Artist Statement

Part of making art is work. Trying to figure out what to do, what imagery is right, how to draw a form and so on. Part of it is more ethereal and (for me at least) is not verbal or even something I understand very well. I enter my studio each time like it is the first time. Whatever I have done previously eludes me. If I consider a piece good, I have no idea how I did it or how to do it again. I spend an awful lot of time flailing about.

Drawing for me is a sensual event, the feel of the mechanical pencil’s soft lead, or pen tip on paper. And I always look for a line that reflects that quality, roundness, and rhythm in the finished drawing.

I spend a lot of my time looking down. Sidewalks, pathways, and looking closely. (Earth sign, shy.) Have always felt much better being grounded in the small bits of the natural world there. It was only natural that those were the things I was drawn to as imagery. My focus is on something taken from that world which contains enough information, depth and volume for me to want to work with it.

When drawing I study, look, understand with my pencil how something is formed, adjust my work. Drawing is more outside myself than painting is for me.

The physical aspect of painting, both the holding of the brush and the moving paint around, and the painting a physical object, even if abstract, are what I find important. The line around something, encompassing it, the shading on the edge of a form giving it volume, the illusion of physical. The teasing out the essence of the thing, a poetic reference as opposed to a recreation of the thing.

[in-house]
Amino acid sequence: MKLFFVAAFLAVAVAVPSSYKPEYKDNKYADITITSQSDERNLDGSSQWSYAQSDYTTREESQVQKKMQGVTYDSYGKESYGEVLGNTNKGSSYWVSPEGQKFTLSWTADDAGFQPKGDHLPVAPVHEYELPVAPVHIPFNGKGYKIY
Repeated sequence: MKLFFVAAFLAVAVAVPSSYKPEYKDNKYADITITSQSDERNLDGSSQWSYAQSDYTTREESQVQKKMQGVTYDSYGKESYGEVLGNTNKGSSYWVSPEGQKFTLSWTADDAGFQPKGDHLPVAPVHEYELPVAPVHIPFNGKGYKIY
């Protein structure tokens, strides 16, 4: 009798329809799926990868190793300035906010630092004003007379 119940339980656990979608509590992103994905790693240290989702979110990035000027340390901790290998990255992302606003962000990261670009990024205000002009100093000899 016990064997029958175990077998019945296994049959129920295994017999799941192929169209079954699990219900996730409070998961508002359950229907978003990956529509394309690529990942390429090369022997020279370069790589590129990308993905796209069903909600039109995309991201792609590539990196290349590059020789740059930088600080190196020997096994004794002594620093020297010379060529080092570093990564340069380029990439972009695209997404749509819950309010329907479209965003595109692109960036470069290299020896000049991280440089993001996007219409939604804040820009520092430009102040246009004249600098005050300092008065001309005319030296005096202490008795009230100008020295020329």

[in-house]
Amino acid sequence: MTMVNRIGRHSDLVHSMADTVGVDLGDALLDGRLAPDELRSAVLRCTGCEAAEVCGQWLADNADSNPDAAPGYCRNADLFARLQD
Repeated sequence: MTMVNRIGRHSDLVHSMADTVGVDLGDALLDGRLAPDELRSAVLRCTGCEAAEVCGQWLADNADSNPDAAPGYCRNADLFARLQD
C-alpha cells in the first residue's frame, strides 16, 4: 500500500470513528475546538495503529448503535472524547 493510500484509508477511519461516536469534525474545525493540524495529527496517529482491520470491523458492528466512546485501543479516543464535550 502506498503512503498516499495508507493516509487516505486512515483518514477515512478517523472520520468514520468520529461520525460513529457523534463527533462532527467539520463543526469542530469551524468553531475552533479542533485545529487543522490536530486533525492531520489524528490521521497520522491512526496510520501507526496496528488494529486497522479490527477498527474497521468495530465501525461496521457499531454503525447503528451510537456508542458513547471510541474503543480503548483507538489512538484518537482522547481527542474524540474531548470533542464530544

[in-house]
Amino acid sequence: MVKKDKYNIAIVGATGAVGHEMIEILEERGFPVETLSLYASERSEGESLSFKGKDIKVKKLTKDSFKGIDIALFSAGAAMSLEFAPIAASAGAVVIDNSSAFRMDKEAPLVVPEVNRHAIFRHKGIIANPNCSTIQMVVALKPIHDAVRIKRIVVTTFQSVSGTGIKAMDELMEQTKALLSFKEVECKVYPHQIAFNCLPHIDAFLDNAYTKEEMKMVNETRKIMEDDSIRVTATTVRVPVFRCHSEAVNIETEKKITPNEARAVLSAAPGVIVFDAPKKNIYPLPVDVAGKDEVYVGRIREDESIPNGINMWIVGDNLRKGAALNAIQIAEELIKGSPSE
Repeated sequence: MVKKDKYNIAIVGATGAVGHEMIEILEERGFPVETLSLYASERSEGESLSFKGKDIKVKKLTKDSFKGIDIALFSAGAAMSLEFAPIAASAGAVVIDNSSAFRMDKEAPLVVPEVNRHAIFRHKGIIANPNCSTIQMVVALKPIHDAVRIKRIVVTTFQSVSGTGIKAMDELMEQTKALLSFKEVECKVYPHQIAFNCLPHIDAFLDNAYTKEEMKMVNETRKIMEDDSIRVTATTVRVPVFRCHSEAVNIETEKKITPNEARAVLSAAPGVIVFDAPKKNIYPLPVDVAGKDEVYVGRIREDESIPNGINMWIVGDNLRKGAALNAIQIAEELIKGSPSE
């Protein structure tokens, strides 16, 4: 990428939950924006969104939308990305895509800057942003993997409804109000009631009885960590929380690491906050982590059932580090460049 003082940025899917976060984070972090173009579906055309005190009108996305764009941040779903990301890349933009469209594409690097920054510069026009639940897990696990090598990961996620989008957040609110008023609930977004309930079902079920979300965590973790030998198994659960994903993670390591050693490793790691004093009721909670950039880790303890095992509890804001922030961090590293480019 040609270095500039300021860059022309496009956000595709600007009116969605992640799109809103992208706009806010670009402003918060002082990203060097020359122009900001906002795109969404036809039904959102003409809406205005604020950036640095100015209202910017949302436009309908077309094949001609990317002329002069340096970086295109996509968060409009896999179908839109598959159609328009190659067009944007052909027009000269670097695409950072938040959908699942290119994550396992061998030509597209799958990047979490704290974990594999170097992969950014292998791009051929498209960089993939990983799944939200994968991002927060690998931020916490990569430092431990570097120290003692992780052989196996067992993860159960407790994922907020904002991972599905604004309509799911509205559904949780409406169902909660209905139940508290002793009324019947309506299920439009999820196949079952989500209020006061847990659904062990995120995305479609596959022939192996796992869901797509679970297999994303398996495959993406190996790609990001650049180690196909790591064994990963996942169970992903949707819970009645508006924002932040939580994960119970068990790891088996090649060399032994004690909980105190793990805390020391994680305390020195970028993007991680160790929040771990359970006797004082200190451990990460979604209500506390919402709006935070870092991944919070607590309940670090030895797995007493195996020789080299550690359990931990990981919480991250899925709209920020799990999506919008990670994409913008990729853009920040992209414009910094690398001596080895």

PaintingĀ then is a grappling with the elements of form, structure. Color becomes a tool to evoke space or weight. I am no longer interested in delineating the forms, as while drawing, but allow for other things to enter the mix. The Unconscious plays there, humor. There is a tension between what I am looking at and where the painting is taking me. After so many years of working and looking, there are certain elements which resonate in me. These aspects are like an ancient memory held somewhere in my periphery which I am drawn to, long for, and managing to capture even a glimpse of them in my paintings brings me great pleasure.

I have recently been working with handfuls of soil which contain many different things. The shapes are universal, familiar, simple and are all in relation to each other, connected, yet separate.